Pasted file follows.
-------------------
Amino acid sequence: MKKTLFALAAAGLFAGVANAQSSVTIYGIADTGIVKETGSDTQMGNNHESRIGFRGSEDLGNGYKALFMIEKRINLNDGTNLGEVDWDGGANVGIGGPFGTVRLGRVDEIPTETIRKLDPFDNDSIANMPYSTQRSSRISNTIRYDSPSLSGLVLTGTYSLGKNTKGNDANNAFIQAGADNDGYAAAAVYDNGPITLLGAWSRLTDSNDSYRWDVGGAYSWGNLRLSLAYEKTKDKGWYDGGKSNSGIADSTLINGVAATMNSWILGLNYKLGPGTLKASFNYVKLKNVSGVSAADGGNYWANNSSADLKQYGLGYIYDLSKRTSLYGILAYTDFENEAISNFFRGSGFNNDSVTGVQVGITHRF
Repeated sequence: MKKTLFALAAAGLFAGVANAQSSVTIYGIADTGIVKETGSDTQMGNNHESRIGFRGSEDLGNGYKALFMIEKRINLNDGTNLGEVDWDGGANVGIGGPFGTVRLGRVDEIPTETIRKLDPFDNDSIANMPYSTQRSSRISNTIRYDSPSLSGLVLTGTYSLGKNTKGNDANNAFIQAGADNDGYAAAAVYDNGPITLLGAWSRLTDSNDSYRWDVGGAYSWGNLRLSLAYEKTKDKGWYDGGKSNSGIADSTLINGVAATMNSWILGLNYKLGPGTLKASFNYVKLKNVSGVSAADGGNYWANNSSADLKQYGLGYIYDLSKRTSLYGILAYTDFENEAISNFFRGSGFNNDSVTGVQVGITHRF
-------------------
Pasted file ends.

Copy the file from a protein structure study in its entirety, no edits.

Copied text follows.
Amino acid sequence: MKKTLFALAAAGLFAGVANAQSSVTIYGIADTGIVKETGSDTQMGNNHESRIGFRGSEDLGNGYKALFMIEKRINLNDGTNLGEVDWDGGANVGIGGPFGTVRLGRVDEIPTETIRKLDPFDNDSIANMPYSTQRSSRISNTIRYDSPSLSGLVLTGTYSLGKNTKGNDANNAFIQAGADNDGYAAAAVYDNGPITLLGAWSRLTDSNDSYRWDVGGAYSWGNLRLSLAYEKTKDKGWYDGGKSNSGIADSTLINGVAATMNSWILGLNYKLGPGTLKASFNYVKLKNVSGVSAADGGNYWANNSSADLKQYGLGYIYDLSKRTSLYGILAYTDFENEAISNFFRGSGFNNDSVTGVQVGITHRF
Repeated sequence: MKKTLFALAAAGLFAGVANAQSSVTIYGIADTGIVKETGSDTQMGNNHESRIGFRGSEDLGNGYKALFMIEKRINLNDGTNLGEVDWDGGANVGIGGPFGTVRLGRVDEIPTETIRKLDPFDNDSIANMPYSTQRSSRISNTIRYDSPSLSGLVLTGTYSLGKNTKGNDANNAFIQAGADNDGYAAAAVYDNGPITLLGAWSRLTDSNDSYRWDVGGAYSWGNLRLSLAYEKTKDKGWYDGGKSNSGIADSTLINGVAATMNSWILGLNYKLGPGTLKASFNYVKLKNVSGVSAADGGNYWANNSSADLKQYGLGYIYDLSKRTSLYGILAYTDFENEAISNFFRGSGFNNDSVTGVQVGITHRF